Industry Coalesces Around Adding Broadband Revenues to Universal Service Fund
October 1, 2021 | by Andrew Regitsky
There is wide industry agreement that the current funding mechanism for supporting the Universal Service Fund (USF) is unworkable. The revenues used to calculate USF contributions have declined 63 percent in the last two decades, while the quarterly contribution factor has increased from 6.9 percent in 2001 to 29.1 percent for the fourth quarter of 2021.
Currently, companies pay into the Fund based on their end user interstate and international telecommunications revenues for their wireline and mobile service. Payees include cable operators and companies that provide VoIP services, but don’t include companies providing broadband services, the one industry segment where revenues are growing.
Without fundamental changes the Fund is clearly in doubt, therefore, INCOMPAS, The Rural Broadband Association (NTCA) and the Schools, Health and Libraries Broadband Coalition (SHLB) commissioned Carol Mattey, the President of Mattey Consulting to issue a report analyzing the options to determine the best way to make the Fund sustainable into the future.
Ms. Mattey is a fine choice for this type of study as she worked as the Deputy Chief of the FCC’s Wireline Competition Bureau for years and specialized in reforming the universal service fund. Her results are included in the “USForward Report” released last month, and they make perfect sense.
The Report concludes that the current revenues-based system should be reformed to include broadband Internet access service revenues, both as a matter of policy and ease of implementation. It notes that doing so would reduce the quarterly contribution factor to less than 4 percent.
Broadband revenues should be part of the Fund because:
All four programs in the USF promote universal broadband. The revenues from broadband internet access services are increasingly used by Americans today and should contribute to the USF programs that support the expansion of such services This will better reflect the value of broadband internet access service in today’s marketplace for both consumers and businesses.
Broadband Internet access service revenues are expected to be stable in the future, with the potential for some modest growth. This would stabilize the funding mechanism and stop the death spiral in the current USF contribution methodology.
It is a solution that can be implemented more quickly than the alternatives. It would be far less uncertain than seeking congressional intervention and can be done by the FCC pursuant to its current statutory mandate.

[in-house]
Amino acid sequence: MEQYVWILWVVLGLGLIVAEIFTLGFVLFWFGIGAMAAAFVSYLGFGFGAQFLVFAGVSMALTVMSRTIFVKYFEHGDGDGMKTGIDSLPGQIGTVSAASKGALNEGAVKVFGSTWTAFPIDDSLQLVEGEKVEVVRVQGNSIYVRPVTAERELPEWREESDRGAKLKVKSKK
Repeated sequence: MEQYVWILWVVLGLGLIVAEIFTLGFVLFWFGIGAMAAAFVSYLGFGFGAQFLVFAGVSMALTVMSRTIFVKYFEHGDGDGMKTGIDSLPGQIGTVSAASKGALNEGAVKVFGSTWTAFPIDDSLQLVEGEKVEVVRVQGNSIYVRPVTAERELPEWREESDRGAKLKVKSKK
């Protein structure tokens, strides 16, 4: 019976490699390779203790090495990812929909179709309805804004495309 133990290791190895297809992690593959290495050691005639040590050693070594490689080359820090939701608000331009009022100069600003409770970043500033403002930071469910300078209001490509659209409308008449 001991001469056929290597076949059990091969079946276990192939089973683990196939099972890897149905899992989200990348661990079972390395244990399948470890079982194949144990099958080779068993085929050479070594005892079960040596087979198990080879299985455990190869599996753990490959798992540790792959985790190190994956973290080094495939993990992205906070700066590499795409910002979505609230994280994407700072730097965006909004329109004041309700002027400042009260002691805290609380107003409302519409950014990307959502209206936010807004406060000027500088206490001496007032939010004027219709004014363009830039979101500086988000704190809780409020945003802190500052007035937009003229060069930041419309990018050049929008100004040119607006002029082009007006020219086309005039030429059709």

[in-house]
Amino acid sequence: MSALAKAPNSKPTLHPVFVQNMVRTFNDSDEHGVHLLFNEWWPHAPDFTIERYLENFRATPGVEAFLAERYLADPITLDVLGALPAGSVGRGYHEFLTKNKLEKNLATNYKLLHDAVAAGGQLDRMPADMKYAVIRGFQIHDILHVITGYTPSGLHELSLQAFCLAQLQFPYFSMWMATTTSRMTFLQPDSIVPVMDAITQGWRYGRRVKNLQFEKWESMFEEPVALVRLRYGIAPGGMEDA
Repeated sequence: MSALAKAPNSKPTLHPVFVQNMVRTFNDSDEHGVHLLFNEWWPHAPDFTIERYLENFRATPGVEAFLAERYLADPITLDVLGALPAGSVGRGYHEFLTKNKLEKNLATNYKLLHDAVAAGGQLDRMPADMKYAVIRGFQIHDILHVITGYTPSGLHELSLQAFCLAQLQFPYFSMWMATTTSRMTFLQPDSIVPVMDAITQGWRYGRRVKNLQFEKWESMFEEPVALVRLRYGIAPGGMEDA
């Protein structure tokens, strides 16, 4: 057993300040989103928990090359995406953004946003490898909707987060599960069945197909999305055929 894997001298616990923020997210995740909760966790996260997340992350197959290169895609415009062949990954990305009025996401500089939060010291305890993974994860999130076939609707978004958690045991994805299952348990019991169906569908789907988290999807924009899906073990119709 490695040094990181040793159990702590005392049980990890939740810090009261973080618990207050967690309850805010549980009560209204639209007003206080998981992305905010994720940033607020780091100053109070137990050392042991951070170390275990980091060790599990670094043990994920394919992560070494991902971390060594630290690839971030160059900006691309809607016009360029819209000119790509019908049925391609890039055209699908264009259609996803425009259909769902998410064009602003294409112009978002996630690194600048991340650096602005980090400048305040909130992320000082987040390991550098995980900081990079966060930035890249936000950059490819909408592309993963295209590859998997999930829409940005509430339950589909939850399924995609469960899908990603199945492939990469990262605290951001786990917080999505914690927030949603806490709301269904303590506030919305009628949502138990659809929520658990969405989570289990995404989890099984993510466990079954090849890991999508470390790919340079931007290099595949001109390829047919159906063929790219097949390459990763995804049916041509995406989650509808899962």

There is a significant advantage to retaining the current revenues-based system because most of the revenues reported to the FCC for USF purposes come from publicly traded companies that are audited and subject to stringent financial reporting standards for their revenues. This external financial scrutiny would provide an additional level of assurance that the metric used to assess USF contributions is accurately reported.
Assessing both broadband internet access service and voice services remove the incentives of providers to arbitrarily allocate revenues from bundled services to one service and not the other. The current system creates an inequitable situation where some end users continue to pay into USF, while others do not, yet everyone benefits from the positive network externalities of universal connectivity made possible from the four USF programs that support broadband-capable networks and service.
Ms. Mattey believes that using broadband revenues for the Fund is superior to using network connections or telephone numbers, although both these alternatives have been considered for years by the Commission without industry buy-in.
Under a connections-based approach, the estimated monthly charge for a physical connection that provides both voice and broadband is estimated to range between $1.52 and $1.72. However, further information and analysis would be required to determine how to assess high-capacity business connections on an equitable and nondiscriminatory basis, which could further delay reform.
The monthly assessment under a numbers-based system would be $0.83 or less. However, high-capacity business data services (without assigned phone numbers) and broadband internet access service would not contribute to support universal service under a numbers-based contribution methodology weakening this approach.
In addition, moving to a connections or numbers-based assessment system likely would require a significantly longer implementation timeline. There would be definitional issues to resolve as different stakeholders seek to persuade the FCC that certain types of numbers or connections should not be assessed.
In conclusion, including broadband revenues in the USF makes common sense. However, it is fair to note that USTelecom, whose members include the largest ISPs, did not sign on to sponsor this Report. Obviously, its members accrue the lion's share of broadband revenues. It will be interesting to see the position they take on this issue.